The disadvantage is that they need heavy water, which is expensive to produce (by distillation of ammoniak, I think), and there's another disadvantage connected to the heavy water: they produce loads of tritium (well, that too can be considered an advantage).

Another disadvantage is that they can only moderately "use up" the U-235 in the natural uranium (which can be compensated for by using slightly enriched U, so that the burn-up can be much higher, but then this undoes the main advantage of a CANDU).
Thank you. Theres another reactor in Ontario that was shut down for some reason to do with safety but then a global outcry because it was one of the only reactors that could produce medical grade imaging or treatment grade material. Then the watchdog that shut it down was fired by the Conservative Govt... (like Republicans) and the plant has been re-started... safety issues aside. (?)
baywax
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May13-08, 01:11 PM
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Quote Quote by mheslep View Post
No enrichment required, they work (can) on natural uranium. Either CANDU or NRX reactors (Im not sure which, perhaps both) can then be used to make Pu and give one a path to a bomb and bypass a technologically difficult enrichment program.
I think we've sold CANDUs to many different countries. Oops.
mheslep
#241
May13-08, 03:36 PM
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Quote Quote by vanesch View Post
...If the point is that "in an extended region, the wind always blows *somewhere*", then you need to install the FULL capacity of an entire country several times over:...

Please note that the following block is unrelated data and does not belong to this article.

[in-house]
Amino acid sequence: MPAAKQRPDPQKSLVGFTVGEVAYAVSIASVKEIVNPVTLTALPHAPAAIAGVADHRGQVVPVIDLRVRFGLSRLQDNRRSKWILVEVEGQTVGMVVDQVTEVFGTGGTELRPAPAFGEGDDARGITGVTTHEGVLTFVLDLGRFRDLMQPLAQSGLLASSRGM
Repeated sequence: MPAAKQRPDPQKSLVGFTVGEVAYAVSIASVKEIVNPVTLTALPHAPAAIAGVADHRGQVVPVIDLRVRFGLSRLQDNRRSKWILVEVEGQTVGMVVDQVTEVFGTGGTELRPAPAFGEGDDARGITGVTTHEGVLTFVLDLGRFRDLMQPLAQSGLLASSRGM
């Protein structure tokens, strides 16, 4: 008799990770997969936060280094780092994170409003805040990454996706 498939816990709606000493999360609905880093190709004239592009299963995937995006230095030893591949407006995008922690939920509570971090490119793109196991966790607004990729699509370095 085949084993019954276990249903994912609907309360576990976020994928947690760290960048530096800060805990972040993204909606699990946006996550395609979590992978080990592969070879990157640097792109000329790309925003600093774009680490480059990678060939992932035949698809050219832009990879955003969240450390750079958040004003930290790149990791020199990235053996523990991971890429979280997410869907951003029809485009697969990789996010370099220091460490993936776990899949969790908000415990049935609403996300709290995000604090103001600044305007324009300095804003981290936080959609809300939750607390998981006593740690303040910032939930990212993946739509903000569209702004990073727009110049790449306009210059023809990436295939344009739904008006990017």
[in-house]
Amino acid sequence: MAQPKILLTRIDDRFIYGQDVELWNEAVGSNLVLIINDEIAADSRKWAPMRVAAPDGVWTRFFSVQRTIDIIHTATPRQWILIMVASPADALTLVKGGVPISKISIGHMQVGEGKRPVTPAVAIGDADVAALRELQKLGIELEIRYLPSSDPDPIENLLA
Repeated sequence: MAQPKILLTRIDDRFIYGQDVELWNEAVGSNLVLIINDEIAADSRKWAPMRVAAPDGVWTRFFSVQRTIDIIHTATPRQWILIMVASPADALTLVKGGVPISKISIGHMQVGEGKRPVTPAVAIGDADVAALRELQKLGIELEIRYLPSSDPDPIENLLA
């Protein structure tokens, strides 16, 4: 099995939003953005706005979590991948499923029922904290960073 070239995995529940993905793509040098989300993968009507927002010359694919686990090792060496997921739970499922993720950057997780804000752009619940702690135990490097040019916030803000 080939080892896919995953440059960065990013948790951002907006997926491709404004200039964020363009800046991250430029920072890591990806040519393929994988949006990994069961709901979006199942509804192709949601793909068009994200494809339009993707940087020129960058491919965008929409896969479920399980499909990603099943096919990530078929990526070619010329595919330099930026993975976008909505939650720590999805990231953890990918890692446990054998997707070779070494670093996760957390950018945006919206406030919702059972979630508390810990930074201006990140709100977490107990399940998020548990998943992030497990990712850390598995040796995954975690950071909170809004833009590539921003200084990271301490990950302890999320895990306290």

I don't believe that any fuel cell station that has a significant fraction of the capacity of a country will come online in the next few decades....
Here's the basic idea at an NREL test facility.
http://www.nrel.gov/hydrogen/proj_wi...animation.html
Wind runs straight to the grid when needed, when its peaking over load it generates H via electrolysis, is pressurized and stored. Fixed plant storage is not that problematic, unlike vehicle storage. Then when needed the H2 drives either and H2 ICE (in low production now) generators or fuel cells.
mheslep
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May13-08, 05:20 PM
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Quote Quote by vanesch View Post
Well, the Finnish EPR has just started construction, so that is the closest I can come up with (3.3 B Euro and estimated 50% cost overrun).
Yes those are the costs I see, however Olkiluoto started in 2005, they've long since contracted for all their materials.

Actually, a related question is: how does the material bill (steel and concrete) compare between wind and nuclear ? I would think nuclear consumes more material, but is it gigantically more so ?

For the EPR reactor, the pressure vessel contains about 500 tons of steel, and I don't have the numbers for the steam generators, but compared to the N4 French plants, the steam generators are of the same order of magnitude as the pressure vessel (about 20% less, and there are 4 of them), so an estimate would be 2000 tons of steel for an EPR of 1.6 GW electric.

The double containment building, about 55 m high, 2 x 1.3 m thick, and diameter 48 m, must contain about:
3.14 x 48 x 55 x 2.6 = 22 000 m^3 of concrete for the wall, and
2 x 3.14 x 48^2 x 2.6 = 37 000 m^3 of concrete for roof and bottom, so total of 60 000 m^3 concrete.
Plus rebar steel. Strong reinforced concrete about 5% steel by cross section: 60000m^3*0.05=3500m^3; 3500m^3 * 7900kg/m^3 * 907kg/ton = 26000tons rebar steel.

Is the cooling tower significant? Schmehausen, for example: average diameter ~120M, height 180M, 0.1M thick average(?)= 3.14*120*180*0.1 = 6800 m^3 walls
base = 3.15*60^2* 0.2(?) = 2300m^3, total 9000m^3 for the tower. Say 1000tons rebar steel. Not so much compared to that containment bldg. Call it 70,000M^3 concrete, 29000 tons steel, total project.

Now how does that compare to about 1000 5 MW wind turbines (equal average power),
http://www.c-power.be/applet_mernu_en/index01_en.htm
each 120 m high (the tower), with wings 63 meter long each (total height 184 m, 2/3 of the Eiffel tower) ?
The blades are fiber glass composite now. The tower is almost always steel, though concrete has some inroads. Weight? 11m steel sections w/ 55mm walls weigh 60tons, so lets say 700tons/tower. So 700,000 tons for a 5GW 1000 tower field. The concrete I think is small in comparison.

Do you do with so much less for one windmill than 2 tons of steel and 60 m^3 of concrete (half a m^3 per meter height) ?